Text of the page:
This level, also known as the "essence of the soul," is always pure and holy. A Jew can commit all the sins in the world (G-d forbid) and his essential connection to G-d remains untouched.
On a day-to-day basis, of course, we're unaware of this. And because the outer levels of the soul are affected by our bad behavior, repentance is indeed necessary.
Nonetheless, on Yom Kippur the "essence of the soul" is revealed. Always perfect and complete, it is so powerful that any defects in the lower levels of the soul are "automatically" corrected.
Similarly, when Moshiach comes, this essential nature of the Jew will be uncovered, revealing that we were always connected to G-d with an eternal bond. May it happen immediately.
Weeping over the Exile on Yom Kippur
Once, on the eve of Yom Kippur, when the tzadik Rabbi Yaakov Yisrael of Kremenetz was blessing his children, he noticed that one of his grown daughters was overcome with emotion and began to softly cry. The young child that she was holding also began to weep.
"Why are you crying?" Rabbi Yaakov Yisrael asked his grandchild.
"My mother is crying, so I am also crying," the child explained.
In shul that evening, before the Kol Nidrei prayer, Rabbi Yaakov Yisrael related to his congregation what had transpired earlier that day in his home and what his grandchild had told him. He then burst into tears and cried out emotionally, "When a child sees his mother weeping, he too weeps even though he may not understand the reason for his mother's tears.
"Our mother is also weeping. Our Sages tell us that the Shechina, the feminine aspect of the Divine Presence - the source of all of the souls of the Jewish people - 'Keens like a dove and cries: "Woe to My children, that becasue of their sins I have destroyed My home, set fire to My sanctuary, and have exiled them among the nations.'"
Rabbi Yaakov Yisrael concluded, "So even if we, her children, have become desensitized to the pain of exile, at least we should weep because our mother is weeping!"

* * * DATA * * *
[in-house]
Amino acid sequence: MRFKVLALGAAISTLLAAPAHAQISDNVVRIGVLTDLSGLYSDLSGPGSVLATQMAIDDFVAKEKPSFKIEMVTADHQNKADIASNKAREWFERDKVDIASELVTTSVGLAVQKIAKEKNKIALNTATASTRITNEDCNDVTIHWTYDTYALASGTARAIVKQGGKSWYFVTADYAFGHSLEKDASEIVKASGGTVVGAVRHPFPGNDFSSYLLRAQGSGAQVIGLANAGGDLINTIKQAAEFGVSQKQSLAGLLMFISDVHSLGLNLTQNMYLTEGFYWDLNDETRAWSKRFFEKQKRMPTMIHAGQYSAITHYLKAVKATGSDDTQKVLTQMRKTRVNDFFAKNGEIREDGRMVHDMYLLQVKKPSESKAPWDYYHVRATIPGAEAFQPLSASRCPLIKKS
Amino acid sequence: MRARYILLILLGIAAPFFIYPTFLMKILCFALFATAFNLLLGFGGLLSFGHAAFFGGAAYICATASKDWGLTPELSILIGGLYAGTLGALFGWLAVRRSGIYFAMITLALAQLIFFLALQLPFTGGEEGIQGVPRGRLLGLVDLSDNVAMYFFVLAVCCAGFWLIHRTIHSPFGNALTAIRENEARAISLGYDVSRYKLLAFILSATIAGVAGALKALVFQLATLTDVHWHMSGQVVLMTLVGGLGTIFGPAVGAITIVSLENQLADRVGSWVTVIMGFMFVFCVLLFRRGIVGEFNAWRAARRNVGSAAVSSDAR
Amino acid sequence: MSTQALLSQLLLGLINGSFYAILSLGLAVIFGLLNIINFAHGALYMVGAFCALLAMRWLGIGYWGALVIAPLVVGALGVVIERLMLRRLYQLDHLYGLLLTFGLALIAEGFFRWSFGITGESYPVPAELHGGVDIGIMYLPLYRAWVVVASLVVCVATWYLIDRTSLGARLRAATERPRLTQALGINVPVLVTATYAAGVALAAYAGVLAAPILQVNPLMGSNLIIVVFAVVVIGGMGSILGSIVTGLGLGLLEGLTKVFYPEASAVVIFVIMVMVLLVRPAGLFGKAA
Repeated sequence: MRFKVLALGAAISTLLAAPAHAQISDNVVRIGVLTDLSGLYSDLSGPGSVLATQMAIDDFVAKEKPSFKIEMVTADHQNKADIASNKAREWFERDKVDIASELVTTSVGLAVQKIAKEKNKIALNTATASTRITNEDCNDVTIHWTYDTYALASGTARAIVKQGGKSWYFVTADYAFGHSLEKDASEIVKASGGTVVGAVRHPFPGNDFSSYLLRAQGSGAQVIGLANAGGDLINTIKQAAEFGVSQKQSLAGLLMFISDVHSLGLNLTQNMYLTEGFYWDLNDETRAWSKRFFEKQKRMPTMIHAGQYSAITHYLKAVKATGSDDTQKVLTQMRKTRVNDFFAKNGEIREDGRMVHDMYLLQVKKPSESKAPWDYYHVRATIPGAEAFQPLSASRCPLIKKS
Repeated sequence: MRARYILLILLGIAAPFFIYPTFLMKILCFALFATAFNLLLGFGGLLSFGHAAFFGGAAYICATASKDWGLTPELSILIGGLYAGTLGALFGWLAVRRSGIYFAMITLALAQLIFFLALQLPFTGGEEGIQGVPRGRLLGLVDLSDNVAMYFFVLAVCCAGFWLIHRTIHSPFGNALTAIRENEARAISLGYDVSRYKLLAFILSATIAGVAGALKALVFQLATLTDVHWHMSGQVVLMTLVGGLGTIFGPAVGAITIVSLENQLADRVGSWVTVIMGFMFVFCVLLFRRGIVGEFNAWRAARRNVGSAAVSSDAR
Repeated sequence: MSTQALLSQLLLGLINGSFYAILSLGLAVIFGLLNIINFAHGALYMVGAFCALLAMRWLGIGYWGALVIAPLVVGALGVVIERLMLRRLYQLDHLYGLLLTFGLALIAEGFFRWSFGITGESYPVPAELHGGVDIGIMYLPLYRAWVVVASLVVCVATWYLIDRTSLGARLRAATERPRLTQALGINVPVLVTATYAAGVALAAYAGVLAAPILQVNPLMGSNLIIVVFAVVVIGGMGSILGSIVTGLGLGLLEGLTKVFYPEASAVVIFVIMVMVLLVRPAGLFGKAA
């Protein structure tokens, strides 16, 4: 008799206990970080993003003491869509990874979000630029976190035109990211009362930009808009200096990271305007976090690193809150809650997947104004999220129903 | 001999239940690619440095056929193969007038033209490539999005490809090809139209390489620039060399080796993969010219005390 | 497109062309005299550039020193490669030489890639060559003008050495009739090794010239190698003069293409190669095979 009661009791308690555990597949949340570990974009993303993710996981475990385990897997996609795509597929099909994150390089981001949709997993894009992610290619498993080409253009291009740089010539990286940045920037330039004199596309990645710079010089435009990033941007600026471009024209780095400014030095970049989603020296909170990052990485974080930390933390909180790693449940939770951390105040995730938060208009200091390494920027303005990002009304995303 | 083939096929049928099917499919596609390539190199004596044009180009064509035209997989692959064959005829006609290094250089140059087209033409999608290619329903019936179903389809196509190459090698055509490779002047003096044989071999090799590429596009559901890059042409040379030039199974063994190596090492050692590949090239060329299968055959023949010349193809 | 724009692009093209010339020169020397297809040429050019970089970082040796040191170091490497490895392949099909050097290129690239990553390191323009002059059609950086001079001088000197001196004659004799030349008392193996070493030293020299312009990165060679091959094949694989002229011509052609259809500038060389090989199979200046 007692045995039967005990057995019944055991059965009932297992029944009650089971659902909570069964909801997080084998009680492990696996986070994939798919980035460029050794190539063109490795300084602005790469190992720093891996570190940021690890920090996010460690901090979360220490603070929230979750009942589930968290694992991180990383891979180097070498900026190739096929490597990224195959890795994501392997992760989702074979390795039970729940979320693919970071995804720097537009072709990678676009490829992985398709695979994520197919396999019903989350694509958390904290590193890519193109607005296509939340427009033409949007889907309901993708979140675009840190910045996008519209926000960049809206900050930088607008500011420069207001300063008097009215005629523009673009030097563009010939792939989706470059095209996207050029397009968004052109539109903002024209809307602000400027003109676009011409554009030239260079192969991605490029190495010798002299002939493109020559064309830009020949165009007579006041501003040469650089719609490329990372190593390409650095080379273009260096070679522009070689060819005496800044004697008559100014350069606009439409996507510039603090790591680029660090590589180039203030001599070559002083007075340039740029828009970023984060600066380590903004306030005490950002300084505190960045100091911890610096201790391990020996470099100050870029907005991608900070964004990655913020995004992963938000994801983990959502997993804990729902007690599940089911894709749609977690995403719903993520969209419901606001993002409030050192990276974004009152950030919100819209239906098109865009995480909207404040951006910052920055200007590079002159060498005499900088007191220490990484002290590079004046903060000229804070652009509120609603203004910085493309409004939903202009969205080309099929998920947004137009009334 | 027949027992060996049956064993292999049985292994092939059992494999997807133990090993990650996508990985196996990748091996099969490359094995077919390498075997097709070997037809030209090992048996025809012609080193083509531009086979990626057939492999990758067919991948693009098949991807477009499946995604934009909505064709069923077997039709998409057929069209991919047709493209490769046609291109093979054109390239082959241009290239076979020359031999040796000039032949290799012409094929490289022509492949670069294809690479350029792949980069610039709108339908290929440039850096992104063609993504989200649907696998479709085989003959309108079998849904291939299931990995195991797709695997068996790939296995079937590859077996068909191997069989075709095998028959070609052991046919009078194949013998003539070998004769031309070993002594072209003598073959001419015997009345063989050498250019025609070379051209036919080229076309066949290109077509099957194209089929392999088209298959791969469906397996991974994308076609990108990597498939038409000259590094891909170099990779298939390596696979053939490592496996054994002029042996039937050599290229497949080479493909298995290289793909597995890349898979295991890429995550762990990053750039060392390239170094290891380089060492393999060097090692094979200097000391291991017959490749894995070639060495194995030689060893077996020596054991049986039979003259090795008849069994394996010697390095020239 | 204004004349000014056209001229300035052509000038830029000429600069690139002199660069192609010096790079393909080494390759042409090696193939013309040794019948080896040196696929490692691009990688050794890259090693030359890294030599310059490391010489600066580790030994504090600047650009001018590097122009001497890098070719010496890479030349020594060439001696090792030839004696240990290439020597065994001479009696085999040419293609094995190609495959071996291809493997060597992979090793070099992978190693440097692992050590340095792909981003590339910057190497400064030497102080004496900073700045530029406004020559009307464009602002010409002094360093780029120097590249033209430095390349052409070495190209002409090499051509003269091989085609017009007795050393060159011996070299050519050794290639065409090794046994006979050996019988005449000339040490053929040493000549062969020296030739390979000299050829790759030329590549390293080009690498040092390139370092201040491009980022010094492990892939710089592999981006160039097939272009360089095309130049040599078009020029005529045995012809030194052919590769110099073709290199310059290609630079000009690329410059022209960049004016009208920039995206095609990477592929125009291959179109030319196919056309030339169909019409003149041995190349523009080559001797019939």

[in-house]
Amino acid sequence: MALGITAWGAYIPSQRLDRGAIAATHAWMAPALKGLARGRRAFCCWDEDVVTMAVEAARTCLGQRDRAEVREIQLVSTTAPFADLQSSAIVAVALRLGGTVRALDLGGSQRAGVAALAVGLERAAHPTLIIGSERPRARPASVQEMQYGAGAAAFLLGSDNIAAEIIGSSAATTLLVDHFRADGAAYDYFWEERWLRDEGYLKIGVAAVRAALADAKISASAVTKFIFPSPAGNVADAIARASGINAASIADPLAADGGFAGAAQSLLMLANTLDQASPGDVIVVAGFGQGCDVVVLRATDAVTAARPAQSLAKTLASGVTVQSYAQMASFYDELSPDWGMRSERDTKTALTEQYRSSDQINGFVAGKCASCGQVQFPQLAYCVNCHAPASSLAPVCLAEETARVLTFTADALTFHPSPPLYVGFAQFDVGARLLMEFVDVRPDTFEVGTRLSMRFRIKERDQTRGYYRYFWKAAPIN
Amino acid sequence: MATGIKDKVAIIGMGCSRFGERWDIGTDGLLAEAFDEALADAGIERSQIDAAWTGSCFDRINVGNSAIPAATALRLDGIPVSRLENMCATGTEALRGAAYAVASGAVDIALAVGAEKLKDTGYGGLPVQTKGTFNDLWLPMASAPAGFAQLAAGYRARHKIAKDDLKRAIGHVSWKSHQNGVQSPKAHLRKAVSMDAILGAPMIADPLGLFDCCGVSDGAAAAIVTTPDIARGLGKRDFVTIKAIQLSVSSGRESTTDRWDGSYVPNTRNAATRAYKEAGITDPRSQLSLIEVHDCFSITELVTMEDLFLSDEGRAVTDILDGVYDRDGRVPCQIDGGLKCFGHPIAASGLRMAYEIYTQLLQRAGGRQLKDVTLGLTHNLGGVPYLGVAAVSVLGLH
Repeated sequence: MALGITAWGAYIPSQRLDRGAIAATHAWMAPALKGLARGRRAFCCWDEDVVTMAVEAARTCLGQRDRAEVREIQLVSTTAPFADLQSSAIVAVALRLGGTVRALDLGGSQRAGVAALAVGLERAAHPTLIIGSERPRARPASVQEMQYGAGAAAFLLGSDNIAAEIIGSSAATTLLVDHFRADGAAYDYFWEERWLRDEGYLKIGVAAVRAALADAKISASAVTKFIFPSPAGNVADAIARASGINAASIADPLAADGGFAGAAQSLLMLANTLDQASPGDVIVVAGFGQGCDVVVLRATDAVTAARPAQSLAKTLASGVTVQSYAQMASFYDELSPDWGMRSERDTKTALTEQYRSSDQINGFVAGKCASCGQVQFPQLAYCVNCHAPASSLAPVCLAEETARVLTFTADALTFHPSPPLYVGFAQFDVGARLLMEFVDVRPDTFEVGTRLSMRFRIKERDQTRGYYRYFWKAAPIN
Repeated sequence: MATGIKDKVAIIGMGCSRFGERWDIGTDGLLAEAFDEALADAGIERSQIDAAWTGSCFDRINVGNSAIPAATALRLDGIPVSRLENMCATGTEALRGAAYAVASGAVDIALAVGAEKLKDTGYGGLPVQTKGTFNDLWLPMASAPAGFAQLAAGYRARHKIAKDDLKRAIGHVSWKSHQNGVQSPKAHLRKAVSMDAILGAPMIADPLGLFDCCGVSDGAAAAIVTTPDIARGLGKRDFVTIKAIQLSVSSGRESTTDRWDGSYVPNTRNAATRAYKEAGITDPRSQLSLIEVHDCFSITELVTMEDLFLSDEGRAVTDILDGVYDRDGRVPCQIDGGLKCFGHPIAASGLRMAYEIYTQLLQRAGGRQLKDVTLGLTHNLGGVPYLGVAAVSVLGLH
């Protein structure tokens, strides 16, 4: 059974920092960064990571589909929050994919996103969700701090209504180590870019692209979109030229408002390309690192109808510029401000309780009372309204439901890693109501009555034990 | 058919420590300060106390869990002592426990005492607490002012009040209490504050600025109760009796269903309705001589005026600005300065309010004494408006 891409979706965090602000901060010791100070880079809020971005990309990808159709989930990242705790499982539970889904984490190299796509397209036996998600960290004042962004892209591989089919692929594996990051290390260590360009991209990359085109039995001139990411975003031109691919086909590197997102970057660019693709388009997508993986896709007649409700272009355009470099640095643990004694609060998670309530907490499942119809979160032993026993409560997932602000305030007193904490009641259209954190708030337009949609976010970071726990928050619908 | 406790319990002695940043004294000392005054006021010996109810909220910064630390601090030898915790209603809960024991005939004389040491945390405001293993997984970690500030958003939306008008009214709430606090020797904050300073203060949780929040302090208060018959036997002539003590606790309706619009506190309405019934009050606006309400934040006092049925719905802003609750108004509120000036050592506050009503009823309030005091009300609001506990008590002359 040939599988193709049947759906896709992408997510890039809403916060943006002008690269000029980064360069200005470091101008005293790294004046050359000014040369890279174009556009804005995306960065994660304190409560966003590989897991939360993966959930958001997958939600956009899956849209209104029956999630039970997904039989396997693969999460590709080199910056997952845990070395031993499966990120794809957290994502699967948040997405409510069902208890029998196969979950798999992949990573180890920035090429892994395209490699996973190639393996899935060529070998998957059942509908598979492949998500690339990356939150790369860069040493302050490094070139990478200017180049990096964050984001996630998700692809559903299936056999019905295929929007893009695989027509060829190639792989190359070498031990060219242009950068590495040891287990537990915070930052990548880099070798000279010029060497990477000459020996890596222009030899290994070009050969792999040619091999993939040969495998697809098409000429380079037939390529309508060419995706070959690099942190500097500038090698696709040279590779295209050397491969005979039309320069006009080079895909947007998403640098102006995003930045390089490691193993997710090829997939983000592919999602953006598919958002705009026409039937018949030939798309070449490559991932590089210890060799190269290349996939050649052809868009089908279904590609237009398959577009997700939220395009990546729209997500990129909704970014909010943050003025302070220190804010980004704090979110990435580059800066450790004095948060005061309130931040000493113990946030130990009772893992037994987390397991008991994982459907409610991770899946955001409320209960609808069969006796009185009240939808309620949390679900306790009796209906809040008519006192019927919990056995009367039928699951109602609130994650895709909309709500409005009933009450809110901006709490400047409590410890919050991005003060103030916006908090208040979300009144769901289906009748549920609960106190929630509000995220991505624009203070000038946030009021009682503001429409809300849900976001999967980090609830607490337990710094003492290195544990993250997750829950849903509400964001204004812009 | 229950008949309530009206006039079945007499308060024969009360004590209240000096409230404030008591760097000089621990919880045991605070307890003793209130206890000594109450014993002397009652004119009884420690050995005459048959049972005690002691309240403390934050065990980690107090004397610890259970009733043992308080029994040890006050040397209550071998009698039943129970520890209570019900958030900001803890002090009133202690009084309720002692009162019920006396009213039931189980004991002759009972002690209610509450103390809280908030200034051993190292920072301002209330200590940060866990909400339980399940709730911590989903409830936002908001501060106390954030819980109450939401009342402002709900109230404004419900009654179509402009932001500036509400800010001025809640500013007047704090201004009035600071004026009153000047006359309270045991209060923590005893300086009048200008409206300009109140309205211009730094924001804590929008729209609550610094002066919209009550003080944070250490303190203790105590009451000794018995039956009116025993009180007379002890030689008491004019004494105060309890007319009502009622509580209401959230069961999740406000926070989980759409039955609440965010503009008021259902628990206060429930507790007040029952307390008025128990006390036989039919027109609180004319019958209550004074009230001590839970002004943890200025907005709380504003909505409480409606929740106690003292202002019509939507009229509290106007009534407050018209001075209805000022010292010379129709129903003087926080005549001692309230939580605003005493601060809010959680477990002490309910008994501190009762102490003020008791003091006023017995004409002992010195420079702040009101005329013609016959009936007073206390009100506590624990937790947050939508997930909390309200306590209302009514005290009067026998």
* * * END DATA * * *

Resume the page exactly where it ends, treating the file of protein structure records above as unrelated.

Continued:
You shall afflict your souls [fast] on the ninth day of the month at evening
A question is asked in the Talmud (Yoma 81b): "Why does the Torah state 'on the ninth day,' when we actually fast on the tenth of the month, on Yom Kippur? To teach that a person who eats and drinks on the ninth [in preparation for the fast] is considered to have fasted on both the ninth and the tenth." And why is eating on the day before Yom Kippur deemed so important? For, eating for the sake of heaven is far more difficult than fasting for the sake of heaven.
As Yom Kippur approached, Reb David of Michaelov, one of the Baal Shem Tov's most illustrious Chasidim, would begin his annual journey to the Baal Shem Tov in Medzhibozh. His sojourn with the Baal Shem Tov, which would last from Yom Kippur until the end of Sukot, gave Reb David the spiritual sustenance he needed for the entire year.
One year, Reb David traveled through a small village which had a tiny Jewish community. They begged Reb David to spend Yom Kippur with them so they could have a minyan (quorom) for the holy day. Reb David was torn. He would have liked to agree to their request, but how could he forgo the exalted experience of Yom Tov with the Baal Shem Tov? No, he simply couldn't remain.
When Reb David finally arrived in Medzhibozh and entered the Baal Shem Tov's synagogue he immediately felt a distinct lack of warmth from the Baal Shem Tov. Try as he might, Reb David couldn't figure out the reason he was being ignored.
When Sukot drew to a close, the Baal Shem Tov finally explained himself. "Reb David," he began, "by not remaining in the village over Yom Kippur you have caused great damage. In that village there was a soul which had been waiting seventy years for your arrival in order to be redeemed. And not only did that soul suffer, but your own soul suffered as well, for your two souls come from the same root source." The Baal Shem Tov explained that the only way for him to repair the damage would be to go undergo an indefinite period of wandering.